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NEW-MEDIA-CURATING  May 2008

NEW-MEDIA-CURATING May 2008

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Subject:

Re: metrics

From:

John Hopkins <[log in to unmask]>

Reply-To:

John Hopkins <[log in to unmask]>

Date:

Thu, 15 May 2008 09:20:10 +0200

Content-Type:

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text/plain (64 lines)

HAllo Roger...  I had started another response, and maybe post later 
today, but a quick response:

>A metric is a way to assess impact, and the impact needs
>to be relative to a particular community of practice.


>One of the advantage of developing new metrics is that it levels the playing
>field compared

A metric is a standard, and a standard is the fundamental 
building-block of a (our) techno-social system.    We  cannot have a 
techno-social system without standards, so the question becomes how 
many, how expansive, and how standard?  Whenever standards are 
applied to a system, the system decreases in degrees of freedom, 
complexity, and controllability for the duration of the time that the 
system has those standards applied (which is for how long that system 
has the excess energy to maintain the order that is required to apply 
standards).

If we seek for a 'global' standard when we have only, say, a national 
standard, our system will be poorer in its potential for creative 
innovation, period.  As standards are applied on larger and larger 
systems (thinking of the development of global standards (for 
example, telephone plugs)) idiosyncracy decreases and the 
opportunities within which we encounter the un-expected decreases 
(oh, as techno-road-warrior I can plug my modem in where-ever I 
travel, that's cool -- to maintain my position in the techno-social 
system I need this ability!).  When (fewer) standards are applied in 
a more local sense, there are more opportunities for interstitial 
(TAZ's) to arise simply because there are more interstitial gaps 
between standardized systems.

I vote for less standards, more idiosyncracy.

Even if it means I am completely excluded from a standardized system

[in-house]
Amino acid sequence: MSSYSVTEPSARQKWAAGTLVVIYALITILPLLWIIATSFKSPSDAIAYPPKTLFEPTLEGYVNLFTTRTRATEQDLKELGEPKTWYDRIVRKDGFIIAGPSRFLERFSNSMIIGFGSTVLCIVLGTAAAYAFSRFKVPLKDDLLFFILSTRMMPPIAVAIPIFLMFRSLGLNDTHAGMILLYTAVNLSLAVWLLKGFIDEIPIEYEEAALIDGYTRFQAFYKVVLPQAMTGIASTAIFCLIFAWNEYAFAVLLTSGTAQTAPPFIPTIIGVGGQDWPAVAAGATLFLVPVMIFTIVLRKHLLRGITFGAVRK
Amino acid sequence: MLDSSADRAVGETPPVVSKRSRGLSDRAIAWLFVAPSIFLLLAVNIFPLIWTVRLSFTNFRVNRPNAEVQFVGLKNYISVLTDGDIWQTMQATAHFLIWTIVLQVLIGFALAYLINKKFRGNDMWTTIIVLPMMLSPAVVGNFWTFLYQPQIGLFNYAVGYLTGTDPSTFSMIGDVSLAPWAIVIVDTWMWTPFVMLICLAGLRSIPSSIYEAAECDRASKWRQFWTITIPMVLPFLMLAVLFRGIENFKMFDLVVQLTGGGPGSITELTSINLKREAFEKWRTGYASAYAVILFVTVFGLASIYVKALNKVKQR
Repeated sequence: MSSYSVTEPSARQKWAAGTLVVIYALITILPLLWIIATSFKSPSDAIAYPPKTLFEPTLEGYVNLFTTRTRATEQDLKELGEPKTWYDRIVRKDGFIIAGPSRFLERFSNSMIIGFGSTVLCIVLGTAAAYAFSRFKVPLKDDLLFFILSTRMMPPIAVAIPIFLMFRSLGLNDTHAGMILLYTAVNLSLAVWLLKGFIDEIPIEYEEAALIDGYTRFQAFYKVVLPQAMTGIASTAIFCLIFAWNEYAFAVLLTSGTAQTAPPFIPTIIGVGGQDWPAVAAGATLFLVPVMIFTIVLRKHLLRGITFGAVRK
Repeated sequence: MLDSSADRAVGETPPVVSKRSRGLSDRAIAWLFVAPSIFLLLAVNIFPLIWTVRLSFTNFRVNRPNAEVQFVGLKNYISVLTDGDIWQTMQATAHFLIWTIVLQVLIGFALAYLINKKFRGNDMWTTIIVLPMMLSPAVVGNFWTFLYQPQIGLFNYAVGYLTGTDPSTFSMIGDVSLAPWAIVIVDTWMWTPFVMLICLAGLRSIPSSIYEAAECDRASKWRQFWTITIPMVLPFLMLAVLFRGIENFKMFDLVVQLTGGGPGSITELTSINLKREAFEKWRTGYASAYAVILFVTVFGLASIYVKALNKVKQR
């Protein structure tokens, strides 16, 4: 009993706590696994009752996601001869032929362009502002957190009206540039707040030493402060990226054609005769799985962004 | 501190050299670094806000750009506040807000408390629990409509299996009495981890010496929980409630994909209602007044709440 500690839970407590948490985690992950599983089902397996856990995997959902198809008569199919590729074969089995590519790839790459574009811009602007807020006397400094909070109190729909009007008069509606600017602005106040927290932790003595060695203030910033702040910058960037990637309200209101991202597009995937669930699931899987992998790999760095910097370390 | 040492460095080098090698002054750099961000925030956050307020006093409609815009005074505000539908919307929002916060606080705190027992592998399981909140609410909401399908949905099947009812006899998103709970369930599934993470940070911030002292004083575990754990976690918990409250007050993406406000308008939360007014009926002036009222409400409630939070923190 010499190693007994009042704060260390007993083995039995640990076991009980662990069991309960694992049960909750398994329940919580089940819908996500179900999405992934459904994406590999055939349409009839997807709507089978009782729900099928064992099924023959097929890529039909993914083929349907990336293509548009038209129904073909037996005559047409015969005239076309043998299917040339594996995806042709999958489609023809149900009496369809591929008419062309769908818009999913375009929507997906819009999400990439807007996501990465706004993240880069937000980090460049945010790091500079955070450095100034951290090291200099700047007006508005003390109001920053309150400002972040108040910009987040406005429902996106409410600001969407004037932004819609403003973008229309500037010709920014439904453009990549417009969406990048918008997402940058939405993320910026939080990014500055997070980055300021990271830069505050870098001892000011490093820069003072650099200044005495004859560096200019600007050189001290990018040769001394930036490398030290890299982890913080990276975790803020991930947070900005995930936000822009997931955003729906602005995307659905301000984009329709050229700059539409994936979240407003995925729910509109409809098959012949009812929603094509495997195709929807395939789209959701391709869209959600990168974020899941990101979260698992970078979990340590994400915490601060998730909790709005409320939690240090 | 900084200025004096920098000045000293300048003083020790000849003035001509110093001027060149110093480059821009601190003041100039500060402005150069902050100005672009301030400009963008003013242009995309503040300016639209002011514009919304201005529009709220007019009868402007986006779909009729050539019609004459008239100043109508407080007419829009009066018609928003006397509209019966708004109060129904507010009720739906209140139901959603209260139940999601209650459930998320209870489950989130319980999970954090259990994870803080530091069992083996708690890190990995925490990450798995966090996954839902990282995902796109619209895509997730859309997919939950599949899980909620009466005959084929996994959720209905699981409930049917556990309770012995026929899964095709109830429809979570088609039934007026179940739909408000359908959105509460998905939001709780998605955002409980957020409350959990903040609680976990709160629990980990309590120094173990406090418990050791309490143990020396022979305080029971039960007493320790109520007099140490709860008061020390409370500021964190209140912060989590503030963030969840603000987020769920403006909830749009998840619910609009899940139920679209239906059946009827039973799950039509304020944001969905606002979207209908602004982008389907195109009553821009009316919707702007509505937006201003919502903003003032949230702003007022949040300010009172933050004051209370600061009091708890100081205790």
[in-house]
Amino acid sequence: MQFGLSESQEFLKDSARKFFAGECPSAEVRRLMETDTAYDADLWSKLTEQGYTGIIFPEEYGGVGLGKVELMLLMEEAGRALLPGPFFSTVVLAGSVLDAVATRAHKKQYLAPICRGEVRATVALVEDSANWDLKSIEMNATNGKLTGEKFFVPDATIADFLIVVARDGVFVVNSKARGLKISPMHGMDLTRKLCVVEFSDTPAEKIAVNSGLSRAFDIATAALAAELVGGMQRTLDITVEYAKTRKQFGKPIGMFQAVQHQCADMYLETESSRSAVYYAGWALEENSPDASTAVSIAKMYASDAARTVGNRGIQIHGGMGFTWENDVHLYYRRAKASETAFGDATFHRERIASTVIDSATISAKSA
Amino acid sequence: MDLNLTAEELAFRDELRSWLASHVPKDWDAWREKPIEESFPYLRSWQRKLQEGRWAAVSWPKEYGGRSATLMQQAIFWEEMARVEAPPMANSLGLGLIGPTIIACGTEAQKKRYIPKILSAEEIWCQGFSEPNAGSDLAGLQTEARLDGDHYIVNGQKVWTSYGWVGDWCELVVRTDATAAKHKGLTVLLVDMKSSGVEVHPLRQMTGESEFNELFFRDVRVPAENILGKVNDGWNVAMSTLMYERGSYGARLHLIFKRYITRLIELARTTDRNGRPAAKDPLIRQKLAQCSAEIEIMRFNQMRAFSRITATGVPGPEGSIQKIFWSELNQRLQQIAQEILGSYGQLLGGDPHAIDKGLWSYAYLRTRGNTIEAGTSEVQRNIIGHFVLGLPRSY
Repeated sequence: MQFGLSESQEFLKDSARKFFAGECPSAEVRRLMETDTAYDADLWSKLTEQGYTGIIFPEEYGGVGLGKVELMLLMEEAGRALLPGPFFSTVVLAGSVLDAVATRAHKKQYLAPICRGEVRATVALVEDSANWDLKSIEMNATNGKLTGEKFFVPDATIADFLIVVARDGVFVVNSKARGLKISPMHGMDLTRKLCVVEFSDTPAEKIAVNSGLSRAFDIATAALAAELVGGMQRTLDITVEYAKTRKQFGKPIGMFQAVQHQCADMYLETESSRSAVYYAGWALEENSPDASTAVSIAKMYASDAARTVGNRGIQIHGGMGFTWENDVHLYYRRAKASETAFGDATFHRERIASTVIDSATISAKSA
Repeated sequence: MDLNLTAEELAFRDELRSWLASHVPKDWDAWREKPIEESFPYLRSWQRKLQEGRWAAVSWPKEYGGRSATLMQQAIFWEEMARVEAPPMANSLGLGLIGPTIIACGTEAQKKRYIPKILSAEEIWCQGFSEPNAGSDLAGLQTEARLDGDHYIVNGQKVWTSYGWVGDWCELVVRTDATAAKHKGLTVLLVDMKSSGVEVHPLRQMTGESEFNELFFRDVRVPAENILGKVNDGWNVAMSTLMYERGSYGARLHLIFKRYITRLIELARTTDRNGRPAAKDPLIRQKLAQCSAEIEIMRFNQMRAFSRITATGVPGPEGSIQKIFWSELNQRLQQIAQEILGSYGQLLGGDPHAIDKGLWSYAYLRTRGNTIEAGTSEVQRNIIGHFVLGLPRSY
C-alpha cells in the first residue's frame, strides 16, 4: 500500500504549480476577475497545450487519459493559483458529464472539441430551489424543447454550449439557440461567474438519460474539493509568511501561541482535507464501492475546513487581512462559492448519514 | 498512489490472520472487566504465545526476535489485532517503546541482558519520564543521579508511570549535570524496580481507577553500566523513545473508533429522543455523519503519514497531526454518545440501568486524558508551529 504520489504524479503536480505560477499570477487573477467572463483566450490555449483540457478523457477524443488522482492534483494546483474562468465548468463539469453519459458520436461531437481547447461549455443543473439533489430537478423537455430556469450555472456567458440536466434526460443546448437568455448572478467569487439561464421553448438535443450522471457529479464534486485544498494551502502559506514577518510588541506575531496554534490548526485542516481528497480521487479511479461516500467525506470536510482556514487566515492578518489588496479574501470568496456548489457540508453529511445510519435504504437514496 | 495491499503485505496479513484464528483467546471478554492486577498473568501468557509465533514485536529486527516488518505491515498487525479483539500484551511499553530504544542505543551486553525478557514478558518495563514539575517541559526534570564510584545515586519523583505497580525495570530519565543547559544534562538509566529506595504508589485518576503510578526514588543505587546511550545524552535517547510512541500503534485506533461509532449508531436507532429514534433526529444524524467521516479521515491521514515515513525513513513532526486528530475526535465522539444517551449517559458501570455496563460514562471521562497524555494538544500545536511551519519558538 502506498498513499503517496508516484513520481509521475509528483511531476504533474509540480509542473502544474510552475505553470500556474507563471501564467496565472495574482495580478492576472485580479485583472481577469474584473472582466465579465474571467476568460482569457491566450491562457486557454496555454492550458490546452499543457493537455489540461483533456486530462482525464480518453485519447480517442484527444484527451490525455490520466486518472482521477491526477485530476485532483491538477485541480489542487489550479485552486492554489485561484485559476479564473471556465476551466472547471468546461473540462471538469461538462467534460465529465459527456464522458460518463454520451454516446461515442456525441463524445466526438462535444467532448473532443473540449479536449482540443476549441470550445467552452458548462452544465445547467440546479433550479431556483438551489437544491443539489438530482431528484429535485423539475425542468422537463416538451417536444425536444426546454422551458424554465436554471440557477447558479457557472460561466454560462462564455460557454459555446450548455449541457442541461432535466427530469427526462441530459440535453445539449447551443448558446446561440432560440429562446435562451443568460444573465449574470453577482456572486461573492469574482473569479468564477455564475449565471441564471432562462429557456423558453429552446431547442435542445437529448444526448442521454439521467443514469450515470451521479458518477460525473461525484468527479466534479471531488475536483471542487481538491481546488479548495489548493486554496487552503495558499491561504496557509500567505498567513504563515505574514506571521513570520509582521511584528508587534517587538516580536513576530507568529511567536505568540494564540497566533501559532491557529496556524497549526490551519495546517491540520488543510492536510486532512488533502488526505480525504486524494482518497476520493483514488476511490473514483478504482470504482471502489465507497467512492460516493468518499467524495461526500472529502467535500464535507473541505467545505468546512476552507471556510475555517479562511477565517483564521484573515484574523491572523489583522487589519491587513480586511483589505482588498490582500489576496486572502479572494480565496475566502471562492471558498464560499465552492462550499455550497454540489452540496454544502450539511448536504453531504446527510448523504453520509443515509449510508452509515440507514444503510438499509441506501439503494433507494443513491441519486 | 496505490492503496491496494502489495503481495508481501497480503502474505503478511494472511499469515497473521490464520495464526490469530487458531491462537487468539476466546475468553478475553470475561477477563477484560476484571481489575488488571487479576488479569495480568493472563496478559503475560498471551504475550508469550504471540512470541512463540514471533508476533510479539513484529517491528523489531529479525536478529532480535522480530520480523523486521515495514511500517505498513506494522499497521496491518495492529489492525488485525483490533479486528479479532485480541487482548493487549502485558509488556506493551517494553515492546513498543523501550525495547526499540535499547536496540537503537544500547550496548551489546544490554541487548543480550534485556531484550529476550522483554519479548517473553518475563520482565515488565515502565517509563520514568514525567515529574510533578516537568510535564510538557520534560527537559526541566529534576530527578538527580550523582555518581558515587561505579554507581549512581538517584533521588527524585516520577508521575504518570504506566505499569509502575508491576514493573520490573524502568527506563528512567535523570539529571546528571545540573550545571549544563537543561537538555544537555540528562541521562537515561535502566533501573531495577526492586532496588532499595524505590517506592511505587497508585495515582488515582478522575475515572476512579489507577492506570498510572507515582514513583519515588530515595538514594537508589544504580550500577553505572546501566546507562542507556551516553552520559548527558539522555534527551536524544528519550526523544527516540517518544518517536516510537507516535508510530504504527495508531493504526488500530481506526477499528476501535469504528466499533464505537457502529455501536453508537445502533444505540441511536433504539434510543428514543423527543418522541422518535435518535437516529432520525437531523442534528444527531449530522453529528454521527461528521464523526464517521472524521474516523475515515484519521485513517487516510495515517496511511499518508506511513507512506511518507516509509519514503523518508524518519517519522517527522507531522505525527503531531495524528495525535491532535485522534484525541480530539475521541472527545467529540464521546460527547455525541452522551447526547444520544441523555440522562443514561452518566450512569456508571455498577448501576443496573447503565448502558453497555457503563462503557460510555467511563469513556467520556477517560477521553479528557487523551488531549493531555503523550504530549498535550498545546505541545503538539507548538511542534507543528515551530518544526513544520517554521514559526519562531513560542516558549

of educational production, thank you...  I will somewhat happily 
forgo the rewards that go along with standardization to maintain an 
autonomous situation for myself (and the students I encounter). 
Standards are about conformity, social harmony, control, power, and 
ultimately about stasis and death.  A system with a too-high degree 
of standardization cannot innovate or deal with change.  And, if all 
is change, well, that is something to deal with.  (for example, the 
long-term effect of the Bologna Accord will be wider-scale 
reification of the educational system in Europe, no doubt!)

Now I realize the discussion here is proceeding based on the idea 
that we face a previously reified and unresponsive system of 
standards imposed by a techno-social system that was responding to 
other degrees of uncertainty that it felt were unbearable (to social 
stability).  But I think it is problematic to think that another set 
of standards will function any differently.  Truly open systems 
suggest a lack of standards which then stimulates the direct 
negotiation and exchange process at the granular human level -- this 
process of exchange arises from difference itself.

cheers,
JOhn

PS -- I have some immersive background with this question -- my 
father worked as an OR/systems analyst for part of his gov't career 
at the NBS (Nat'l Bureau of Standards) which is now known as NIST 
(National Institute of Standards and Technology), uff, what a job...

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